Fair Wear publishes stories of women garment workers in Bangladesh

The FWF project to understand the main violence issues faced by women in Bangladesh and India, as part of its programme on prevention of violence against women, has allowed to collect data on the issue at several factories in those countries. More than that, it has allowed insight into the lives of women who work at garment factories.

While this is not a comprehensive study into the lives of all garment workers in Bangladesh and India,  it is a window into the personal, and it helps us think about violence in terms broader than just the physical.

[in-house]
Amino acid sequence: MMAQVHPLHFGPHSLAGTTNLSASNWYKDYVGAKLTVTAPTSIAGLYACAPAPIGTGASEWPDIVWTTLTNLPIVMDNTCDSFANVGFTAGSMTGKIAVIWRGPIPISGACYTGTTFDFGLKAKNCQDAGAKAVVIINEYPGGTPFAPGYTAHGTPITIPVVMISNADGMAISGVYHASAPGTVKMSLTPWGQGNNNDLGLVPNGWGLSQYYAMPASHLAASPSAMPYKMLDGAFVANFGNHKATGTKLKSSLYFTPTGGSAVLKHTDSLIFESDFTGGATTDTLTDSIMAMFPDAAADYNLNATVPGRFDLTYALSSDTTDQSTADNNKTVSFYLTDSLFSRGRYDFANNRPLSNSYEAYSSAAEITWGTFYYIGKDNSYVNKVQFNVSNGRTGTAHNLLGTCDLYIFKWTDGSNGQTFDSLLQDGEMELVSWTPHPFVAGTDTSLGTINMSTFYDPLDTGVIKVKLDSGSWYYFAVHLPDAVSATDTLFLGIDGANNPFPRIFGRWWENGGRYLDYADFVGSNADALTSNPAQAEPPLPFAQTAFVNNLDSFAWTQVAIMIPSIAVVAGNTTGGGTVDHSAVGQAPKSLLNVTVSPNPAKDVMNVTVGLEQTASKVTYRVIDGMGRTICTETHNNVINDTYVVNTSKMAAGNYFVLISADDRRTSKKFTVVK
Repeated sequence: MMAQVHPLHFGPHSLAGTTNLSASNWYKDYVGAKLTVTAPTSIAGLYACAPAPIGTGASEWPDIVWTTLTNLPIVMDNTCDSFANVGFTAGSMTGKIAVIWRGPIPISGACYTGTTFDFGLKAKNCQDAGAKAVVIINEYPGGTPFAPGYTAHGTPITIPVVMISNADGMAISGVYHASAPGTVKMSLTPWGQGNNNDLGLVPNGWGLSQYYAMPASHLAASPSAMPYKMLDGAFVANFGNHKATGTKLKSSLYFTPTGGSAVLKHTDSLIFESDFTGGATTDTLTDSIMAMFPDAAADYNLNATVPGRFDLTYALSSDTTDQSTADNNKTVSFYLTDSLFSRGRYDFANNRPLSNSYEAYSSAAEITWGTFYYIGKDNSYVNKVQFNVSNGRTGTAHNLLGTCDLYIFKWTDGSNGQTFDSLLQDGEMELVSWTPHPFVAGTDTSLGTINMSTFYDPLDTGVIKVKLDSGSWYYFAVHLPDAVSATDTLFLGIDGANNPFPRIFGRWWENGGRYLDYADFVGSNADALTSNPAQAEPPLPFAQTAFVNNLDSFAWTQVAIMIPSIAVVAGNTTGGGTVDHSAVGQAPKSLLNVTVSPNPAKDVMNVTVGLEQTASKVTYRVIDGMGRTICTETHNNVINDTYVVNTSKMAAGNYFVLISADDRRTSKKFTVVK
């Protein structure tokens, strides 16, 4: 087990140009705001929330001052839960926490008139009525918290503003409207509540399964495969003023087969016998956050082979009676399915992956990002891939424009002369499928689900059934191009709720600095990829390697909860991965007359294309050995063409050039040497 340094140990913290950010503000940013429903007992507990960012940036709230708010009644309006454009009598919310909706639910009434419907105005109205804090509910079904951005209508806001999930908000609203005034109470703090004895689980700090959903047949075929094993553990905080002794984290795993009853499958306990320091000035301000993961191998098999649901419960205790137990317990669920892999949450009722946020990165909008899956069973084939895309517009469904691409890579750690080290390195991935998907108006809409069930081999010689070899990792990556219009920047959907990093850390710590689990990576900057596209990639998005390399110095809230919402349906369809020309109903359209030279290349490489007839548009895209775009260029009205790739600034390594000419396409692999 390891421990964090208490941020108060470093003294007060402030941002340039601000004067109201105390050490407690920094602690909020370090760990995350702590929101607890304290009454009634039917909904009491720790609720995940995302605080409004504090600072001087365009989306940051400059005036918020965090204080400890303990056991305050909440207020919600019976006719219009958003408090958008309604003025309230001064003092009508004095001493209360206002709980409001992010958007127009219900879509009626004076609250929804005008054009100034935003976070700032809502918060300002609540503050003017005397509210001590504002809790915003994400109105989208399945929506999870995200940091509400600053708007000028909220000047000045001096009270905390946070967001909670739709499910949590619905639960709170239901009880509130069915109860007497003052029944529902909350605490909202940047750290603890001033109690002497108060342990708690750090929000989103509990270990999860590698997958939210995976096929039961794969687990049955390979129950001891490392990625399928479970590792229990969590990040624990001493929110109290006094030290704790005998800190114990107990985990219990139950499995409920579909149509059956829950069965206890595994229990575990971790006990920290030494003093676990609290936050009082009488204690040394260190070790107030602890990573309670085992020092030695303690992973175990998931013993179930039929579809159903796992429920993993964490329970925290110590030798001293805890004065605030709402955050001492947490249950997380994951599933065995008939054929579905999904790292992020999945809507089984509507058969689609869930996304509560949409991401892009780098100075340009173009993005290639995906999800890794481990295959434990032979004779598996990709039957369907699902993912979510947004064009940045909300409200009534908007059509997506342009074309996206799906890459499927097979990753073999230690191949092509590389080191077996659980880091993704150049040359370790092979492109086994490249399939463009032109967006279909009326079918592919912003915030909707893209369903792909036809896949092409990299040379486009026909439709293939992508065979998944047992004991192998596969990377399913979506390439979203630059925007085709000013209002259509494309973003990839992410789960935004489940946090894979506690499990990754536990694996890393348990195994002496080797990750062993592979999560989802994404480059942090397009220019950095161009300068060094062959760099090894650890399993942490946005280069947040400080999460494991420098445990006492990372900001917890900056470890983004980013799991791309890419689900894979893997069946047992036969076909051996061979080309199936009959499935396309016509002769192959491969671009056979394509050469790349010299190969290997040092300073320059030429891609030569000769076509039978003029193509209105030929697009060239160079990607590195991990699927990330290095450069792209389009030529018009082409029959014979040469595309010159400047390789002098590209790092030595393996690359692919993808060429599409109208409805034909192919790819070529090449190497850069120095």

Often understated, the circumstances that push women to become garment workers, far away from their villages in many cases, are clearly visible in these stories. The main challenges are discussed, as is the longing for family that often comes from these moves. Also, violence can be seen in the lack of safety measures at work, which is a source of worry for some.

But there is also a sense of empowerment. These women have carved a path of their own. They often support their family, and are independent. FWF seeks to provide a more rounded picture of women workers. They are not just victims of fate, condemned to exploitation. They are independent individuals, seeking happiness and ways to improve their own life.

As one of the women says “They wanted me to stay in our home in the village, but I didn’t stay. I am making my own future.”

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